Keeping an ageless charm through centuries, Hanoi – the capital of Vietnam is famous not only for the Old Quarter with its narrow and crowded streets but also for the nostalgic feeling that it brings. While Saigon is a young and modern city, ancient Hanoi is still a true beholder of history.
Location of Hanoi and How to Get There
Located on the banks and at the center of the Red River’s flow, Hanoi is the second-largest city in Vietnam with a population of over 7 million in 2016. Hanoi is in the North of Vietnam, about 1,600 km to the north of Saigon and it is also the center of the Red River Delta. Instead of going by bus or train, you can take a direct flight (about 2 hours) from Tan Son Nhat Aiport to Noi Bai Airport in Hanoi to save time.
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A Brief History of the Capital of Vietnam
The capital of Vietnam hasn’t always been Hanoi, there have been times when the country’s capital was placed in Hue – hence the ancient citadels remaining in the city. However, very often Hanoi was the chosen capital throughout different dynasties due to its favorable geographical features. The name Hanoi also went through many changes (such as Dai La, Thang Long) before the title as we widely know it today became official.
During the early stages of the country’s establishment, the capital of Vietnam was the most prosperous and well-being place. However, for several consecutive centuries, Vietnam suffered many wars that caused damage to property and people, especially in the capital. There are so many historical events that changed the way of life and mindset of the people.
Read more on Vietnam Ancient Cities
The area around Hanoi has been chosen as the cultural, economic, and social center of the whole country several times throughout history. It used to be a citadel of previous dynasties and has recently been chosen to be the country’s capital since 1945. Minh Mang was the one who gave the name Hanoi to this place (which means “inside the river”, implying the location of the capital).
Before Thang Long Establishment (prehistory – 1010)
Ngoc Son Temple
Many archaeological pieces of evidence show that humans appeared in the area around Hanoi thousands of years ago. The establishment of the country is believed to be from the Hung Kings Period, and as a way to remember the dedication of Hung Kings as a founder of Vietnam, a lot of people come to Hung Kings Temple in Ninh Binh every year to commemorate his death date on March 10th of Lunar Calendar. One of the capitals of that time was named Co Loa, and its location was a district of Hanoi today.
From 179 B.C., Northern colonists started with invasion attacks to occupy Vietnam and dominated Vietnam for the next one thousand years. During this time, Hanoi was known by many names such as Tong Binh, and Dai La, but was the only city that the Chinese emperors used to control the southern country. It was not until the Ly Dynasty (in Vietnam history) that Hanoi became an important government area.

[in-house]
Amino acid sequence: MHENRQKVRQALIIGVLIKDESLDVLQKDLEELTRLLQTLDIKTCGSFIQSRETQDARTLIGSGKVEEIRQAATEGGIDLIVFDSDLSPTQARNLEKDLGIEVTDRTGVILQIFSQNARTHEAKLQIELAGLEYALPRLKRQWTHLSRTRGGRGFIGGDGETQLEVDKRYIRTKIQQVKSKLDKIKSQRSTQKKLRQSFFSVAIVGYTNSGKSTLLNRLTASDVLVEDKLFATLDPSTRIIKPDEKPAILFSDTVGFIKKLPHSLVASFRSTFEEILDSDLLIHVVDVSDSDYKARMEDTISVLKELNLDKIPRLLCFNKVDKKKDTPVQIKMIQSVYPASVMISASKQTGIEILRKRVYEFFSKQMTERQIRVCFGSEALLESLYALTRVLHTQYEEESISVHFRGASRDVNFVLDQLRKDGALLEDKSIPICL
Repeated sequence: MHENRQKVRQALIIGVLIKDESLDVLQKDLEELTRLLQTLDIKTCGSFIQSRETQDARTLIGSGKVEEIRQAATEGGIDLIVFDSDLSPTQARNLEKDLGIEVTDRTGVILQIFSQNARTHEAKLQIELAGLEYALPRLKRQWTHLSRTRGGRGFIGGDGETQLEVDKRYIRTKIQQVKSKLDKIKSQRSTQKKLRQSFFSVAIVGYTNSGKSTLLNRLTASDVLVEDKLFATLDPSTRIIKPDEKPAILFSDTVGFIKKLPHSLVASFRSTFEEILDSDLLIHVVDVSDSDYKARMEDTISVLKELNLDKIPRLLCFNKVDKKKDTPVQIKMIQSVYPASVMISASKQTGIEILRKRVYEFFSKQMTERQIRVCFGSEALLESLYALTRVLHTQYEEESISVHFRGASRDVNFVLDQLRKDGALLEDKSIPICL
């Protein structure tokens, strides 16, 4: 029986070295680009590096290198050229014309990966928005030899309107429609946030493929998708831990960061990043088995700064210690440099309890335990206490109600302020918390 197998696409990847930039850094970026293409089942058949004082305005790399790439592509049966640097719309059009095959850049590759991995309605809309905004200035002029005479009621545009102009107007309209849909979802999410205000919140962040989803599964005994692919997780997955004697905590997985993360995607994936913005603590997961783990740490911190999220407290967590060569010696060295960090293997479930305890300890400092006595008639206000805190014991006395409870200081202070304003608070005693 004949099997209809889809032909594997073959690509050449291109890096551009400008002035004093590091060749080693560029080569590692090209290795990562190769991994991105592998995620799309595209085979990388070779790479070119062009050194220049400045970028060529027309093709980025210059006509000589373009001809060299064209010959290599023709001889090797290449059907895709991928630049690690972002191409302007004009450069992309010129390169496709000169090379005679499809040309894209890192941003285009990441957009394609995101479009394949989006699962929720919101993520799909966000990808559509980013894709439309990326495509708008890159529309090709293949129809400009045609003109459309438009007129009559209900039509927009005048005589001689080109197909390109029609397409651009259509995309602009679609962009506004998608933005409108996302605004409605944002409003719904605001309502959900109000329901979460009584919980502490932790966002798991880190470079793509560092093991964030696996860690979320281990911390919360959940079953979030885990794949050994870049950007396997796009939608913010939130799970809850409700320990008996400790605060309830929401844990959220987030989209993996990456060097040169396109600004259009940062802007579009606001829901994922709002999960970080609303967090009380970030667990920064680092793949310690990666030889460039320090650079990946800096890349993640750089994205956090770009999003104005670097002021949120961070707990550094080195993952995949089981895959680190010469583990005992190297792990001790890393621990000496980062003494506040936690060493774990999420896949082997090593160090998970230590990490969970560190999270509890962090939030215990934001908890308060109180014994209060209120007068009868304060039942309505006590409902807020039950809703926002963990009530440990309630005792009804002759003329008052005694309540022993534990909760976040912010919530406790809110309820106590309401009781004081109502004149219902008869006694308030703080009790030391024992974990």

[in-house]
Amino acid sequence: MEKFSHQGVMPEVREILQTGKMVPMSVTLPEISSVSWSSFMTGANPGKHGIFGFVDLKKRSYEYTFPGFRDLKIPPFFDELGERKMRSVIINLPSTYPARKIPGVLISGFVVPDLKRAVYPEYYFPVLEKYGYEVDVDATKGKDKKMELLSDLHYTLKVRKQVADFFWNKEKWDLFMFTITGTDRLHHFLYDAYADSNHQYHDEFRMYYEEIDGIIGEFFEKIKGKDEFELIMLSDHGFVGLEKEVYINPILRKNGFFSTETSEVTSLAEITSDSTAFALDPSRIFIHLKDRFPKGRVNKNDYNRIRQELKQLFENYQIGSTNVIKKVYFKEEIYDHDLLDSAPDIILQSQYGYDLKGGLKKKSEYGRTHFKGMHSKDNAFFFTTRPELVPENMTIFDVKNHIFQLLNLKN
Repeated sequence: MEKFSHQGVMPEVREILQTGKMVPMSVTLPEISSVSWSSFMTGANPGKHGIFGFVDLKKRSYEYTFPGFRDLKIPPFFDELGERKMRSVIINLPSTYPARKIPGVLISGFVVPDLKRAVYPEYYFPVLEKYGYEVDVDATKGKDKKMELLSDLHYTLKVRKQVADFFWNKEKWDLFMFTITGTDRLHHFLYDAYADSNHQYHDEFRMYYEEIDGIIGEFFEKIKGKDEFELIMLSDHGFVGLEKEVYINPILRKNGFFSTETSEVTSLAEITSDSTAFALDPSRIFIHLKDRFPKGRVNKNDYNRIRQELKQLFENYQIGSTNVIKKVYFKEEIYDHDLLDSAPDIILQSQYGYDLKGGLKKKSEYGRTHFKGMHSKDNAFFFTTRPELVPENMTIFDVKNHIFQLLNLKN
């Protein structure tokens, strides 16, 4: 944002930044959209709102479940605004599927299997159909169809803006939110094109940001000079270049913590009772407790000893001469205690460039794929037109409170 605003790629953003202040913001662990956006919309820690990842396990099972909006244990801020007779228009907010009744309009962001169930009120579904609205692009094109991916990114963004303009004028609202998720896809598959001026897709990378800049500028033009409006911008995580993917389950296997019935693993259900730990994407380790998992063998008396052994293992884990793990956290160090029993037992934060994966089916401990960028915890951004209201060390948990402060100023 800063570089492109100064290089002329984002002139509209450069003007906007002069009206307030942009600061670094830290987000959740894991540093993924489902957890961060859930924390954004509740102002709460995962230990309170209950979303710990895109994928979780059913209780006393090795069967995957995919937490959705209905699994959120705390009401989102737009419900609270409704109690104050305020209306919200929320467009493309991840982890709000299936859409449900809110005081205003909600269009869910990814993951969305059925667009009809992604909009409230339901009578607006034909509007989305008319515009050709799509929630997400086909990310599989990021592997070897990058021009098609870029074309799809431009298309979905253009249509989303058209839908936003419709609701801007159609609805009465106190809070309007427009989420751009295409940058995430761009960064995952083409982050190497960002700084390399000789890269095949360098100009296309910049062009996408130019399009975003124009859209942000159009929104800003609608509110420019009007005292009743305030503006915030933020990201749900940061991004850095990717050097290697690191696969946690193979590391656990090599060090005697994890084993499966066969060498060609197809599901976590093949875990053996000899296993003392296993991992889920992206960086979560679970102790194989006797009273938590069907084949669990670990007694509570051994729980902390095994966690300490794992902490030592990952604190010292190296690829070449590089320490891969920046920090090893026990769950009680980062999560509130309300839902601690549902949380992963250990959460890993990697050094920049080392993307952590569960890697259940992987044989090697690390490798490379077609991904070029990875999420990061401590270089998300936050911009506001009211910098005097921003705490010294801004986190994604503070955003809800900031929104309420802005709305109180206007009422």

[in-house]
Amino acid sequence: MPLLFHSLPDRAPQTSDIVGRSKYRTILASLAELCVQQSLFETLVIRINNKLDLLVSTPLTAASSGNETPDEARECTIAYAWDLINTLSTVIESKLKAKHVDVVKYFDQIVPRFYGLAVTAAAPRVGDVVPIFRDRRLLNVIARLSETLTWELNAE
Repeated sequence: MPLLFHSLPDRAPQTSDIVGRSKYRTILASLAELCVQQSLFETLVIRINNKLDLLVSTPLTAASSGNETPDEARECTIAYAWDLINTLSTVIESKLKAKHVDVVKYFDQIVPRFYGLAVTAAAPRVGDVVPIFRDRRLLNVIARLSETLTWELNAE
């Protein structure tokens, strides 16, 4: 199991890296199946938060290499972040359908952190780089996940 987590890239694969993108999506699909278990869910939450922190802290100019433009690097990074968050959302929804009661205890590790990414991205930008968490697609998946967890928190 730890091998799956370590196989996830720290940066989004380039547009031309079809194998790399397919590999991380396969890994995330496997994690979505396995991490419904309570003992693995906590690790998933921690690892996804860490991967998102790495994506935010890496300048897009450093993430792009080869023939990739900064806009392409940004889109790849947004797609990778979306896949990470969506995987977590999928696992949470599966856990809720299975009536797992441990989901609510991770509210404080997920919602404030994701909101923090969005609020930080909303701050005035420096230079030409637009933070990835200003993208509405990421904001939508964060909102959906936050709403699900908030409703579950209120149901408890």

From the Ly Dynasty to the Tay Son Dynasty (1010 – 1787)
After the continuous struggles of the Vietnamese to gain sovereignty from the Northern colonists, Emperor Ly Cong Uan decided that Thang Long (Hanoi) was the largest cultural, political, economic, and social center in the country. And from then this land went by many names such as Dong Do, Dong Quan, and Dong Kinh.
It is also considered the most prosperous period of Thang Long (Hanoi) in history. The first university of Vietnam was built, many Buddhist temples were inaugurated, and trade flourished. The famous Old Quarter with 36 streets was also born during this burgeoning period of the nation.
Hanoi and the surrounding area continued to be the government area until the sixteenth century when Tay Son troops led by Quang Trung overthrew the Trinh lordship and imprisoned them in Thang Long. Then Quang Trung took the throne and established a new government in Phu Xuan, Hue. Dai Viet (Vietnam) officially relocated its capital to Phu Xuan, Hue, and Thang Long (Hanoi) became a city in the north.
Nguyen Dynasty and French Colonization (1787 – 1945)
Long Bien Bridge is one the iconic remnants from the French colonial period
Tay Son Dynasty soon ended and Gia Long, the first king of the Nguyen Dynasty, also chose Phu Xuan as his capital and built the country from there. At that time, Thang Long was part of Hanoi Province. The position of Thang Long no longer stayed the same as the economic development was no longer focused like it was before. Most of the activities to earn a living here were mainly on agriculture, handicrafts, and retail trade.
In 1858, the French established colonization in Indochina for the first time, and by 1873, the French advanced to Thang Long (Hanoi), and the residents of the city fought fiercely despite the Hue government’s policy of peace. However, Hanoi, as well as other provinces of Vietnam, were officially under the “protection” of the French after the Nguyen signed a Treaty in 1884.